I’ve been meaning to get around to Mazarkis Williams’ “The Emperor’s Knife” ($14.99 Night Shade Books) for a while, but a recent giveaway of the ebook on the publisher’s site gave me a great reason to make it now.
Williams paints a picture of an empire being attacked by magic. Strange patterns begin to appear on the skin of those infected, and eventually that person will be consumed and controlled by the master of the pattern. The emperor Beyon has ordered that all those showing the pattern be put to death. Unfortunately for him, the lines have appeared on his own skin. Thus far, he has hidden them well with the help of his mages, and the pattern has not taken his senses. But a few key figures in the palace know about it, which sets in motions the machinations to remove him from the throne.
Traditionally, when a new emperor is named, all of his siblings are killed to eliminate rivals to the throne. In this case, one was spared. Beyon’s brother Sarmin has been locked in a tower of the palace for most of his life, spared the knife. He is about to become an integral part of the plots for and against his brother. The fate of the empire may rest upon Sarmin, his horsewoman bride to be Mesema and the aging emperor’s assassin Eyul.
To be honest, it took me a little while to get into “The Emperor’s Knife.” I thought it was an interesting tale, set in an interesting milieu. The middle-eastern setting is one that is picking up lately, but has been underutilized in fantasy. Then, we got into the magical duel between Sarmin and the Pattern Master, and the system truly intrigued me. I found the pattern system fascinating and can’t wait to learn more about it and how it works. It made the latter half of the book really sell me on the story as a whole.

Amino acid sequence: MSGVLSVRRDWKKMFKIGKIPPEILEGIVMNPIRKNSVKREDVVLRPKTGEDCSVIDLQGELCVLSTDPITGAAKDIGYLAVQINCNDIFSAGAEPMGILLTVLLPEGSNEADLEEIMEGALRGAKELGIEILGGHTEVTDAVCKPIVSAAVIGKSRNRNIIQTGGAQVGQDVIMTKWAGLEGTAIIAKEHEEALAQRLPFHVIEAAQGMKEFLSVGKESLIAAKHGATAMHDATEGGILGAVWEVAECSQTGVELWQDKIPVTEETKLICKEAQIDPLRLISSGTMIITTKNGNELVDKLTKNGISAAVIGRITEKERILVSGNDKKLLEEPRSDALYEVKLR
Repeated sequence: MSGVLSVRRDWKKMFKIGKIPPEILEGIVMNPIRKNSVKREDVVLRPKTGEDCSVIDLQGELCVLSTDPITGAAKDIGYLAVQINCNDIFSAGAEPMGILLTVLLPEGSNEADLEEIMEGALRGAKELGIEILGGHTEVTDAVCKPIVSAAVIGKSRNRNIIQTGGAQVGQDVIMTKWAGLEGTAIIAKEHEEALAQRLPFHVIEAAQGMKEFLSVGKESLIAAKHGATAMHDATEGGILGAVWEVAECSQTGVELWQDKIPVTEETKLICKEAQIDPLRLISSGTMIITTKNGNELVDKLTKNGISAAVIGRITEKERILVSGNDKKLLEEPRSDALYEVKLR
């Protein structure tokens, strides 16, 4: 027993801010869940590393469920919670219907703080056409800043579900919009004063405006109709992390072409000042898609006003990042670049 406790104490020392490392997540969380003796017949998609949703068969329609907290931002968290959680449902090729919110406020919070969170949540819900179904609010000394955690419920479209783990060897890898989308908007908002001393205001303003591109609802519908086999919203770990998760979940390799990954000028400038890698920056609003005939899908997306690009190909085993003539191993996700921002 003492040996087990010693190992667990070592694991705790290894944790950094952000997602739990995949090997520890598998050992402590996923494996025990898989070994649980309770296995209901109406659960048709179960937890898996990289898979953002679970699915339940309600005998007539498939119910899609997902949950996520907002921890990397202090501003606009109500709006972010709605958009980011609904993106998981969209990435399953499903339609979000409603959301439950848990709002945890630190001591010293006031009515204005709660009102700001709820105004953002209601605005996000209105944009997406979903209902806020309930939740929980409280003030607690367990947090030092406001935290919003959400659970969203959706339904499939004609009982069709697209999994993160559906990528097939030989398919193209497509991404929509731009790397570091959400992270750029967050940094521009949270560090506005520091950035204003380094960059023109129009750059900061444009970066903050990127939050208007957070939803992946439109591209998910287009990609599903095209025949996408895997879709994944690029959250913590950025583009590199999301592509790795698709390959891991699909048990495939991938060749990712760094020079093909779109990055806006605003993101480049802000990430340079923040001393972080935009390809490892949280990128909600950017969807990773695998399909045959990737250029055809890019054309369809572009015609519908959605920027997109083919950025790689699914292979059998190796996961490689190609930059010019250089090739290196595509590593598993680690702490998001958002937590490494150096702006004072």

Though an assassin features prominently in the book and the image on the cover is of the typical hooded man that graces many assassin fantasy covers (this exact image, in fact), it’s certainly not the typical assassin tale. The action and emotion of the story rests far more on the shoulders of Sarmin and Mesema than Eyul, who, at times, I felt was almost underplayed. He’s a fascinating character whose background I would have liked to explore a little more.
Though I had mixed feelings about “The Emperor’s Knife” in the early going, by the end Williams had completely won me over and given me an emotional investment in the characters and how events unfolded. It’s a solid fantasy debut, and it moves the second volume, “Knife Sworn,” released last month, to the top of my stack.